Lilies have long brought drama and beauty to the garden in a way that few other flowers can. Because many species are native to this area they are robust and thrive in Long Island gardens with a minimum of care. They can be grown in full sun or semi-shade, come in a multitude of colors, come up year after year and make excellent cut flowers. It’s important to note that if you are using lilies as cut flowers you need to be as stingy as possible with the length of the stem. The more stem and leaves you take away from the plant the less likely you will get a healthy productive plant the following year.
Lilies are bulbs that can be planted either in the fall or spring, although those that are planted in the fall seem to get off to a better start. There are many types of lilies that are suited to garden life, so this gives the lily lover a variety of color, form and bloom time. Through careful planning the gardener can create a display of lilies that will start in June and go through to the end of August. The types of lilies that are best suited for the garden are Asiatic lilies, Oriental lilies, Trumpet lilies, Tigrinum or Tiger lilies, special hybrids such as Orienpets and LA lilies, and heirloom or species lilies.
Oriental lilies are the florist lilies that most of us are familiar with. The hybrid flowers are large, between 6 and 10 inches, and they are extremely fragrant. They have 6 large petals which are slightly curved back with large stamens and an exaggerated style ending in a dewy stigma. The plants grow between 3 and 4 feet high and look most dramatic when planted in clumps of at least three bulbs. Just a few plants can scent a whole garden. They flower in late June and go well into July. “Casa Blanca” is a pure white hybrid that is popular with florists and creates an impressive cornerstone for any garden. “Stargazer” is a robust older hybrid that has a profusion or vibrant red flowers. “Sumatra” is a deep burgundy color that will draw a lot of attention to your garden.
Asiatic lilies offer a wider variety of colors than the Orientals and are generally odorless. The plants are slightly shorter and more consistently around 3 feet. Colors in the Asiatics also tend to be more vibrant with bright hot reds, yellows and oranges. Stark multicolors also abound in this variety. They flower a few weeks earlier than the Orientals and they start in early June and go into July. Asiatics are reliable cut flowers and make a good substitute for those who are overpowered by the scent of the Orientals. There are a multitude of hybrids, as well as dwarf or pixie varieties for the front of the border.
Trumpet lilies are often called Chinese trumpet lilies because many hybrids came from China in the early 20th century. The flower form is more closed and outwardly recurving at the end producing a trumpet effect, hence the name. They are pleasantly scented, although not as strong as the Orientals. They bloom towards the end of July and through August. They need to be planted in a sheltered area and staked, as they can grow as tall as 6 feet, so they look best in the back of perennial beds.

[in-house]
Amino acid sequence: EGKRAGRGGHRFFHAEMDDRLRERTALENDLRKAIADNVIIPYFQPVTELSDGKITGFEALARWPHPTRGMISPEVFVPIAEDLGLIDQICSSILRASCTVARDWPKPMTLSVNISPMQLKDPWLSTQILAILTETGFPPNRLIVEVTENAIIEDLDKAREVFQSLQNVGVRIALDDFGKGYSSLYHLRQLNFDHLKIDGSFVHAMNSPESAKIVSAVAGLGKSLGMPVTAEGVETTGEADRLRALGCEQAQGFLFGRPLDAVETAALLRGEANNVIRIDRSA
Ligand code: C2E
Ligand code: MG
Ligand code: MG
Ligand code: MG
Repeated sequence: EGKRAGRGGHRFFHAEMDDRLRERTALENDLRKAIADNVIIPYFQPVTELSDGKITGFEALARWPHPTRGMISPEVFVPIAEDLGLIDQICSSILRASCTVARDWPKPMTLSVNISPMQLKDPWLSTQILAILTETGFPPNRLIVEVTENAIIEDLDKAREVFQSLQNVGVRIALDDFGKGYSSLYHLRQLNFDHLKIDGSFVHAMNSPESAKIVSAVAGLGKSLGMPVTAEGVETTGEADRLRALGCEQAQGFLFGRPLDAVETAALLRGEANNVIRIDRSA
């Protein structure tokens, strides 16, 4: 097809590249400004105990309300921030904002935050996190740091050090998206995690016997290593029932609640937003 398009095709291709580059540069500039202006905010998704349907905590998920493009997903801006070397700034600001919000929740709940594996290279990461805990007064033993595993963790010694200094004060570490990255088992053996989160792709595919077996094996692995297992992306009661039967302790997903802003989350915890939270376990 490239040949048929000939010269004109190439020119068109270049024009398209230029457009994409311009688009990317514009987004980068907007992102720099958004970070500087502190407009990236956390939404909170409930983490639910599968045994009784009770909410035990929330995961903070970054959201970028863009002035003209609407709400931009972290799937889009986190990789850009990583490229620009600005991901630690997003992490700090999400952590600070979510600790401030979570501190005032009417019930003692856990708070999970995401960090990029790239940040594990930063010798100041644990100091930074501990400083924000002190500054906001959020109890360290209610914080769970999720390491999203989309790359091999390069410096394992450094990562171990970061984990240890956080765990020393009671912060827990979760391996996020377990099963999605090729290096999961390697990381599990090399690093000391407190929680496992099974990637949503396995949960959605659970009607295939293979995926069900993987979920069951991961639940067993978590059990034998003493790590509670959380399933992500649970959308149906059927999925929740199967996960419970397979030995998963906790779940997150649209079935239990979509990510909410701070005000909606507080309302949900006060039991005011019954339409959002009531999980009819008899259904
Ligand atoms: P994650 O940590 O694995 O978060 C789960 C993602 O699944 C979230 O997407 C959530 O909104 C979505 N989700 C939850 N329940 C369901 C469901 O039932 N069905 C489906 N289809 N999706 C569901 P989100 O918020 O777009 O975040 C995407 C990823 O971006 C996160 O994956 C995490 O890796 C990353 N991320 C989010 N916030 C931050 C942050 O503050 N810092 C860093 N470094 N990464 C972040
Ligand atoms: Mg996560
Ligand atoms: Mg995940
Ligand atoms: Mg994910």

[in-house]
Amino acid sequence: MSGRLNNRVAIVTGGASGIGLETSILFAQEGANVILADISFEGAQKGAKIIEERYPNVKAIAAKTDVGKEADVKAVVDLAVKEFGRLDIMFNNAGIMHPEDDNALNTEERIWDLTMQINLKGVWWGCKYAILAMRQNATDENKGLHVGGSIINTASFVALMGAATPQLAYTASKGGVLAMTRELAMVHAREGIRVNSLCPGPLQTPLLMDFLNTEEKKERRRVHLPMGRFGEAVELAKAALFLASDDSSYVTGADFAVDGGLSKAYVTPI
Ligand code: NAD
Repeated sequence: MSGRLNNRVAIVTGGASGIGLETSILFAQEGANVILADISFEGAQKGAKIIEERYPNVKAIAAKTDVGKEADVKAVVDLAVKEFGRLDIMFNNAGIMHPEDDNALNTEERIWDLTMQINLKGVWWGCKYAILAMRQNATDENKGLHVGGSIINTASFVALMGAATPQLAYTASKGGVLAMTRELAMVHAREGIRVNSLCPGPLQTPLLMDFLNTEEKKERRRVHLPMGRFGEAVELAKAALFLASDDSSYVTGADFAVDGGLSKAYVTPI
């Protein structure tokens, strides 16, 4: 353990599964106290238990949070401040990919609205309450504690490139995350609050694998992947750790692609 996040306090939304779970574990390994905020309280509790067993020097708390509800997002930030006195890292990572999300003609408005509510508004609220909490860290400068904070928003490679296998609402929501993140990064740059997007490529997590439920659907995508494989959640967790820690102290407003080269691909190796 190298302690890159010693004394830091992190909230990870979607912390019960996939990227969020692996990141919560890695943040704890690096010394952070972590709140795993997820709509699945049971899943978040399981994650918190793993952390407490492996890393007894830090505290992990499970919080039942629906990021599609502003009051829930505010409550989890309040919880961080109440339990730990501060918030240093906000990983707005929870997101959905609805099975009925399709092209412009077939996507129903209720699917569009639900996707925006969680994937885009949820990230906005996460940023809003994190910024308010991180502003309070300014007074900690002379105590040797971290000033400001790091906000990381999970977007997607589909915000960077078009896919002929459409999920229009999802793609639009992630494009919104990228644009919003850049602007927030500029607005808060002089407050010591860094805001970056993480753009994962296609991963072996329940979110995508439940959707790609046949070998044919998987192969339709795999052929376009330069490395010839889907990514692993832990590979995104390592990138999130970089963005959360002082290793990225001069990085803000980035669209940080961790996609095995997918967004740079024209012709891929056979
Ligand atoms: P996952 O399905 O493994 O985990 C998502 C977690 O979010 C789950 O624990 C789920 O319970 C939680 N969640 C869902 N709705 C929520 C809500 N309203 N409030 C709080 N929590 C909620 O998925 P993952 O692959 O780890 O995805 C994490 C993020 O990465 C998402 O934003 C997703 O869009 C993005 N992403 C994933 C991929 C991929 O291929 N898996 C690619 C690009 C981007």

Tigrinum or tiger lilies are hardy and very floriferous. Their form is similar to Orientals, but the flowers are smaller and more extremely recurred. They grow between 3 and 6 feet and can have as many as 20 flowers on a stem. The most common Tigrinum lily is the one we call “Tiger” lily. It is orange with dark spots and is very hardy and considered an heirloom garden plant and can grow for generations in a garden.
Species lilies tolerate more shade, as many are native to dark forests floors. They are much more fussy and difficult to grow requiring their specific native habitats to be duplicated. Many bloom on large multi-branched bracts with their extremely recurved blooms hanging downward creating an elaborate candelabra effect. Recently they have been hybridized, creating types that are easier to grow in the average garden.
Besides the species lilies, the other varieties are hardy and easy to grow and will reward you with gorgeous, eye-catching flowers. If you grow a few it will only take a season for you to find out why they are often called the “Queen of the Garden.”
This profusion of Casa Blanca Oriental Lilies started with only three bulbs. They divided and surrounded the sign, creating a gorgeous explosion of large, fragrant white flowers every July.
These Asiatic lilies were purchased in a combination package called “Strawberries and Cream” and included a red variety that flowered earlier than the group.
The Oriental Lily “Sumatra” make incredible cut flower displays and until recently were only available as cut flowers at the florist.
The Trumpet Lily “Black Dragon” has interesting coloration as well as a subtle alluring fragrance.
Rows of Asiatic lilies grow trouble-free in the cutting garden.
Orientals and Trumpets have been hybridized to create a hardy combination called “Orienpets.” They have tree-trunk sized stems, grow very tall and have unique colors. Here they are displayed on the dinning room table with flowers from the common weed “Queen Anne’s Lace.”
“Stargazer” Oriental lilies bloom in the center of the perennial garden.
The sun shines through a group of Orienpet Lilies in the cutting garden.